Students and teachers alike worked hard staying connected during the uncertain times of remote learning amid a pandemic. Zoom, an app that seemingly appeared out of nowhere, aided the community with this difficult task. When school, hangouts, and the world moved into a digital space, Zoom was one of the most popular options for staying in touch.

Although it is not the only option for video conferencing, Berkeley Heights Public Schools opted to use Zoom, an app founded by California-based Eric Yuan in 2011. Zoom differs itself from its competition, such as Google Meet, Skype or Facetime, by promoting an easier to use interface and better cost-efficiency. 

For the most part, teachers used Zoom to teach lessons remotely or foster discussions. Catherine Birstler, a math teacher, said being able to meet students on video was beneficial. “Some things are just more easily explained face-to face as opposed to emails.” 

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Video conferences also aided teachers in making sure students were comprehending the material. “I enjoy being able to hear my students' questions and thoughts in real time,” Birstler said.

Having this ability demonstrates how communication is more efficient when using Zoom, rather than just Google Classroom or Email. 

Birstler is not the only teacher whose teaching has been bolstered by Zoom. Richard Shea, a math and computer science teacher, also used Zoom to stay connected with his classes.

“It’s been very helpful to show students screens of their own code running in my Comp Sci classes and also to live stream me solving problems in math class,” Shea said.

The many features Zoom has to offer, including a chat feature and breakout rooms for small group work,  allowed teachers to teach from the safety of their homes, without having to change much about their classes.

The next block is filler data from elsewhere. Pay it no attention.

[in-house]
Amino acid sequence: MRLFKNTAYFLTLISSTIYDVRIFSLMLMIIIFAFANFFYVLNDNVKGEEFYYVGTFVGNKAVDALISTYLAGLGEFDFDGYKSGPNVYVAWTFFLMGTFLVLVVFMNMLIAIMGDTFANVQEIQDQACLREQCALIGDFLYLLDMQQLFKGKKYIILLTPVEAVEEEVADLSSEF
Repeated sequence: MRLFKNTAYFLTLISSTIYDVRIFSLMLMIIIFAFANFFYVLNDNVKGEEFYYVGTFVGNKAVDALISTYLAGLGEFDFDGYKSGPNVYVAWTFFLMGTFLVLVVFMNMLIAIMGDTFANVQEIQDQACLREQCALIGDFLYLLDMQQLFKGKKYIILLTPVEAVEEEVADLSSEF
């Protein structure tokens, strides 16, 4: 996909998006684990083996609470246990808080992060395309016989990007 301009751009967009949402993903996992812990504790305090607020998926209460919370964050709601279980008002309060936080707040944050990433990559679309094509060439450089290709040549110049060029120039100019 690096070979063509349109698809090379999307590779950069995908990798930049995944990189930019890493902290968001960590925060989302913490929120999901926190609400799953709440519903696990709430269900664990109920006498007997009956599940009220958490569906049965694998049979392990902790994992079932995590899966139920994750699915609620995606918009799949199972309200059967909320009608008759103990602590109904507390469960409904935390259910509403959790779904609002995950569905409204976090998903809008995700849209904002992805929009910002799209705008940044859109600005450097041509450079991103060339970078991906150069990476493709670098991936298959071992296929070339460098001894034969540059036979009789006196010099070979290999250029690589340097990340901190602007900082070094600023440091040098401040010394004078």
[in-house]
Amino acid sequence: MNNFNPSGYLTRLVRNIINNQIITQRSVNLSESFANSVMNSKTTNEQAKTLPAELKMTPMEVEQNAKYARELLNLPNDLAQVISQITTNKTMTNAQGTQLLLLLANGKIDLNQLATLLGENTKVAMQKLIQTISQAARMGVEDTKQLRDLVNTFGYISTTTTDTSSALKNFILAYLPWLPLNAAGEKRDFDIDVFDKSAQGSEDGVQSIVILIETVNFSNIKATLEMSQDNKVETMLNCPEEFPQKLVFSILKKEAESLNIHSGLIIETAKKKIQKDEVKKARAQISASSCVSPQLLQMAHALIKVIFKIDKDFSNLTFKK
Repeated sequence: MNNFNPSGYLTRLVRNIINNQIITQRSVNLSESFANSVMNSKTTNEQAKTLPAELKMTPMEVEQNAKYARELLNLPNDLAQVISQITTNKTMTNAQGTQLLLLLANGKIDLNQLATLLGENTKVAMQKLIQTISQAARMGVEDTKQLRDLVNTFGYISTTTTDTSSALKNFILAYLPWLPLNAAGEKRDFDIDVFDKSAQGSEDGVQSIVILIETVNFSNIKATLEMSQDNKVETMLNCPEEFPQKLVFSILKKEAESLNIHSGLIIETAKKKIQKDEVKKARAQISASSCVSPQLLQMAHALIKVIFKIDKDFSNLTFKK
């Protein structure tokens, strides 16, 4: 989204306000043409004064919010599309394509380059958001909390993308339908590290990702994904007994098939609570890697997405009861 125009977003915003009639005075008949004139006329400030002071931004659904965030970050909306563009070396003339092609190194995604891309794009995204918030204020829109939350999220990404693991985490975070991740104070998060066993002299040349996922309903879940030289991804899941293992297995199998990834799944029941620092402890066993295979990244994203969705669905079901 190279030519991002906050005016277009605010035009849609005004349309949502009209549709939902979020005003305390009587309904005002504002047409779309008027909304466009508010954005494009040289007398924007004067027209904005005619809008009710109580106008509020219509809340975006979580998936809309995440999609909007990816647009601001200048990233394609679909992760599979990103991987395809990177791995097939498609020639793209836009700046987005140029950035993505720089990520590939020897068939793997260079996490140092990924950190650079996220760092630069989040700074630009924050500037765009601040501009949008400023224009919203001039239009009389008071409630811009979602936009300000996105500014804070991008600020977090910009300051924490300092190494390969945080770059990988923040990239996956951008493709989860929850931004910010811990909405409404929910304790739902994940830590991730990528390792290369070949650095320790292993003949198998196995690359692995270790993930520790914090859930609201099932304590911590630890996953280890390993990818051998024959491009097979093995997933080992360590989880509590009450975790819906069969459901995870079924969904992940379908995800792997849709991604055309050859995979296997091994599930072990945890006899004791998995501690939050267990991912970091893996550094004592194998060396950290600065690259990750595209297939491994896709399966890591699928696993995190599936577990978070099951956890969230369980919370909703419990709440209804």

On the other end, students had mixed feelings about using Zoom for classes. 

Finding a benefit in using Zoom, Kate Salimbene, a freshman, said, “I enjoy Zoom because the teacher is able to explain assignments and teach the class under the conditions.” 

Real time communication decreases confusion over new lessons, tasks, or projects, which allowed classes to run much smoother. 

However, students like Nicole Emma, a junior, found some drawbacks to using this program. Emma, who used Zoom in most of her classes, had experienced some difficulties with the conferences. 

Emma experienced a problem that wasn’t a simple fix. She said, “My WiFi has been bad and Zoom has crashed a few times.” 

As it requires a working connection, Zoom is only helpful when the Internet cooperates. Other issues on the students’ end included noisy backgrounds, pesky siblings, and devices that never seemed to work.

Additionally, teachers noticed some negatives to using Zoom. Birstler and Shea have both had unwanted guests join their Zoom calls. 

Birstler said, “In those cases, I removed the extra person from my end of the meeting.” 

Once Zoom became aware of apparent security problems, such as these instances dubbed “Zoombombing”, the security restrictions became more strict. Teachers gained more ability to control who came into their classroom and when just by enabling some features, such as the Waiting Room, where potential participants hang out until they are admitted into the room.

With the use of Zoom, schools were able to run as normal as possible given the situation. Teachers could still hold class discussions, show how to solve problems, and answer questions in real time. It helps classes run more efficiently and removes a barrier of confusion.  It was just what the community needed to stay connected.